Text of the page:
Yvonne Y. Chan, MD, 1 Stanley A. Yap, MD, 1Jennifer H. Yang, MD1

1University of California Davis, Department of Urology, Sacramento, CA.


Abstract: Undescended testis is the most common genitourinary anomaly in boys and is found in 2-4% of those born full term and 20-30% of those born premature. Spontaneous descent occurs in 50-70% of cases. Physical exam is critical and sufficient in the diagnosis and characterization of testicular location. As such, imaging is not necessary prior to referral to pediatric urology as it will not affect management. Testicular maldescent impairs spermatogenesis and increases risk for testicular germ cell tumors, so timely diagnosis and intervention are key.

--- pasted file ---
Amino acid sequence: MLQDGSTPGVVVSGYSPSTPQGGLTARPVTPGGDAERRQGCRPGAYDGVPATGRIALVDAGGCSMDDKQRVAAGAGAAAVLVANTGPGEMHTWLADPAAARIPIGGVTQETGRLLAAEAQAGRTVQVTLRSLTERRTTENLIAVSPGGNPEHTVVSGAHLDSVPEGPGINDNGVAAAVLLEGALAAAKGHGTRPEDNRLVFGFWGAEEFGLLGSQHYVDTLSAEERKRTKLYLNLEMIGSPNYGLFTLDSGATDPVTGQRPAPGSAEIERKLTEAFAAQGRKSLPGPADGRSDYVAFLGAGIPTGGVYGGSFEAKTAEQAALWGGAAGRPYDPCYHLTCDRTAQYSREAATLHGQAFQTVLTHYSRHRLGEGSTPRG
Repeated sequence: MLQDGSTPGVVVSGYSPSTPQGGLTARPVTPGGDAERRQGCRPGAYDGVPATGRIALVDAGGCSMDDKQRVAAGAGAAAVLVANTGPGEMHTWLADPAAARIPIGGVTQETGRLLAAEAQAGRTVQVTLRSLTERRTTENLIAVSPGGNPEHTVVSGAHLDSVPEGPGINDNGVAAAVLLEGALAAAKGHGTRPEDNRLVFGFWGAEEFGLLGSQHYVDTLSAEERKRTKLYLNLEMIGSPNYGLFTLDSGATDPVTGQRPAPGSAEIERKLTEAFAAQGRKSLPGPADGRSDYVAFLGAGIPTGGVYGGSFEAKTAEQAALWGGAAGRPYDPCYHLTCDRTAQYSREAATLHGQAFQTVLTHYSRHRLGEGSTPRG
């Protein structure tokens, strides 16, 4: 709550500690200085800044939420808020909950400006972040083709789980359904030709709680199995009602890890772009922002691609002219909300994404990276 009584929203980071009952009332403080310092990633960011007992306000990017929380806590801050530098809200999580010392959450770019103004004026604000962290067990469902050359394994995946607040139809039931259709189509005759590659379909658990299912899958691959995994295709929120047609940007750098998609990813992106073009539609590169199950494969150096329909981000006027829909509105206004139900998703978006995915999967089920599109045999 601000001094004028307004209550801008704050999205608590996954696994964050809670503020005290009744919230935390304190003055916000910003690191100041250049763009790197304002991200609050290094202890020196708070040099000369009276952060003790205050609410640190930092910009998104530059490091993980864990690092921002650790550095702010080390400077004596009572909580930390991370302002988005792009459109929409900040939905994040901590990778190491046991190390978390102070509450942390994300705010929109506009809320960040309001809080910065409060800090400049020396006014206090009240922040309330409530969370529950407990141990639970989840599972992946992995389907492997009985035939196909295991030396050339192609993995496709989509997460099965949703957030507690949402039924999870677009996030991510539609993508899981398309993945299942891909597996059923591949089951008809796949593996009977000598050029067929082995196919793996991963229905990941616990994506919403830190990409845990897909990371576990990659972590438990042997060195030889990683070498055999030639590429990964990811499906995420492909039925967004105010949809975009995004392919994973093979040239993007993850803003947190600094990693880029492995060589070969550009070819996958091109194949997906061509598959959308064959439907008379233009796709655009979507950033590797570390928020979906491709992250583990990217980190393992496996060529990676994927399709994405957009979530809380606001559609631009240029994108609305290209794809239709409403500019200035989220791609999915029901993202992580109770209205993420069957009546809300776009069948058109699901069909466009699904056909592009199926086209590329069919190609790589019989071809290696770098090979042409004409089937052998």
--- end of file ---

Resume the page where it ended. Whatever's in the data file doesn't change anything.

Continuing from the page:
Key Words:undescended testis, cryptorchidism, orchiopexy.

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Undescended testis affects spermatogenesis and increases risk for testicular cancer and infertility.
Initiate workup for disorders of sexual development in cases of bilateral, undescended, and nonpalpable testes.
For cases of congenital undescended testis, refer to pediatric urology if the testis remains undescended by 6 months of age (corrected for gestational age).
Imaging is not necessary prior to referral to pediatric urology.
Patients with bilateral undescended and nonpalpable testicles require DSD workup.
Physical exam is sufficient for determining the location of an undescended testis, and ultrasound is not necessary prior to referral to pediatric urology.
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